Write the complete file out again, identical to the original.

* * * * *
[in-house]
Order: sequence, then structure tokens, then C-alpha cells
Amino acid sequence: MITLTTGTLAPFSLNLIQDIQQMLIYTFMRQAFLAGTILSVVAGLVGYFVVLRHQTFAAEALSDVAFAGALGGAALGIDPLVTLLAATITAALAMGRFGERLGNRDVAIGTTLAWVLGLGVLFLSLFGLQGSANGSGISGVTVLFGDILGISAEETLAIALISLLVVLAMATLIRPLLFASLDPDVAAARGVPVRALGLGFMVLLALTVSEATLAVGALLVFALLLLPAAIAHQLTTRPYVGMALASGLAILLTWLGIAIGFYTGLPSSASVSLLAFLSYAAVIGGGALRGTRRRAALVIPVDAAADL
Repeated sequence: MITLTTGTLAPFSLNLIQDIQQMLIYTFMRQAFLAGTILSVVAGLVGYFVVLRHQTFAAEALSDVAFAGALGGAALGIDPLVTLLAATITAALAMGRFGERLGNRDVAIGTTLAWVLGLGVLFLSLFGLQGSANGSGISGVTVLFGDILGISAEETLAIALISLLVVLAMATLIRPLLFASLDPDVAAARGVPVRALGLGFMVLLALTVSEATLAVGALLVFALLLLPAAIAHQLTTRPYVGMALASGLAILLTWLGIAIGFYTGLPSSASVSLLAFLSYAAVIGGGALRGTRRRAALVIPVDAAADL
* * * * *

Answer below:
[in-house]
Order: sequence, then structure tokens, then C-alpha cells
Amino acid sequence: MITLTTGTLAPFSLNLIQDIQQMLIYTFMRQAFLAGTILSVVAGLVGYFVVLRHQTFAAEALSDVAFAGALGGAALGIDPLVTLLAATITAALAMGRFGERLGNRDVAIGTTLAWVLGLGVLFLSLFGLQGSANGSGISGVTVLFGDILGISAEETLAIALISLLVVLAMATLIRPLLFASLDPDVAAARGVPVRALGLGFMVLLALTVSEATLAVGALLVFALLLLPAAIAHQLTTRPYVGMALASGLAILLTWLGIAIGFYTGLPSSASVSLLAFLSYAAVIGGGALRGTRRRAALVIPVDAAADL
Repeated sequence: MITLTTGTLAPFSLNLIQDIQQMLIYTFMRQAFLAGTILSVVAGLVGYFVVLRHQTFAAEALSDVAFAGALGGAALGIDPLVTLLAATITAALAMGRFGERLGNRDVAIGTTLAWVLGLGVLFLSLFGLQGSANGSGISGVTVLFGDILGISAEETLAIALISLLVVLAMATLIRPLLFASLDPDVAAARGVPVRALGLGFMVLLALTVSEATLAVGALLVFALLLLPAAIAHQLTTRPYVGMALASGLAILLTWLGIAIGFYTGLPSSASVSLLAFLSYAAVIGGGALRGTRRRAALVIPVDAAADL